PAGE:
Predicting the infarct related artery in STEMI from the surface ECG: independent validation of proposed criteria.

Research paper by Rob R Eerdekens, Jose F JF Chavez, Justin M JM Fox, James D JD Flaherty, Lukas Rc LR Dekker, Nils P NP Johnson

Indexed on: 10 May '17Published on: 10 May '17Published in: EuroIntervention : journal of EuroPCR in collaboration with the Working Group on Interventional Cardiology of the European Society of Cardiology


This study independently evaluated the diagnostic performance of electrocardiographic (ECG) criteria to predict the infarct related artery (IRA) in patients with an acute ST-segment elevation myocardial infarction (STEMI). While a number of ECG criteria have been proposed to predict the IRA in STEMI, many of these "rules" came from modestly sized populations and did not undergo external validation. Therefore, we evaluated popular criteria from the literature in an independent cohort.All acute STEMI cases over a 10-year period from a single hospital were retrospectively identified. We excluded patients with a missing pre-intervention ECG, irretrievable angiographic films, prior coronary artery bypass grafting, left bundle branch block, ventricular pacing, or not meeting strict STEMI criteria. After review of the angiograms for the IRA, cases with either no or multiple culprits were excluded. We included 480 subjects meeting STEMI criteria in inferior leads (192, 40%), anterior leads (184, 38%), both anterior and inferior leads (88, 18%), isolated lateral leads (9, 2%), or a posterior pattern (7, 1%). Notably, every pattern except isolated lateral STEMI included an IRA in both the right and left coronary arteries.Existing ECG criteria to predict the IRA in STEMI have modest diagnostic performance when externally validated, and lower than in the original reports. Distinguishing the level of obstruction in the left anterior descending artery remains especially challenging. Hence their use should be pragmatic when selecting an initial catheter for treating STEMI, since discordances will occur when compared to the actual angiogram.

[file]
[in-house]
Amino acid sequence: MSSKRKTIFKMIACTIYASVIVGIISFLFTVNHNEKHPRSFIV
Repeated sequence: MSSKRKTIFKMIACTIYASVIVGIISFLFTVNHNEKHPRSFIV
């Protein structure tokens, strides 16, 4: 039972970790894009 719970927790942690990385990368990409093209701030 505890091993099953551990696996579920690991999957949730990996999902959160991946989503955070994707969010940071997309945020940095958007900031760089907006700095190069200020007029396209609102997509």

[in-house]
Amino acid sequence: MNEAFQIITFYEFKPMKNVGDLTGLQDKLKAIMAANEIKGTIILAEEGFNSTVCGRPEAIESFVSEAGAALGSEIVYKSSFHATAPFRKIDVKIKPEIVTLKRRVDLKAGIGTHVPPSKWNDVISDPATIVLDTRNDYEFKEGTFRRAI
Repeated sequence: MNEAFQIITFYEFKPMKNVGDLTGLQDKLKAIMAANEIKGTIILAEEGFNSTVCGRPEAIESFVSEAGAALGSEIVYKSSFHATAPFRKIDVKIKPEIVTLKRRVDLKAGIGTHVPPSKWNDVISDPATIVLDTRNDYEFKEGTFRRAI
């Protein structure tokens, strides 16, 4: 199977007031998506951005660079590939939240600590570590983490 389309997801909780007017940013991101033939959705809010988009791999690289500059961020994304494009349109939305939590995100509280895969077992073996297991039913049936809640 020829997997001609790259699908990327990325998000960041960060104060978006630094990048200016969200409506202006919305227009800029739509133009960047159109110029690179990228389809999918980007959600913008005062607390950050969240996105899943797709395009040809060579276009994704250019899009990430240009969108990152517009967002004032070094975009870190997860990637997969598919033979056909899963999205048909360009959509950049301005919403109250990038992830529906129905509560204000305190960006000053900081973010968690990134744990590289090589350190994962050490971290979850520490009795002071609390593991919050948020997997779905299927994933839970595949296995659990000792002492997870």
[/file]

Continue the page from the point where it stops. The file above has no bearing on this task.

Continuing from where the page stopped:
More like this: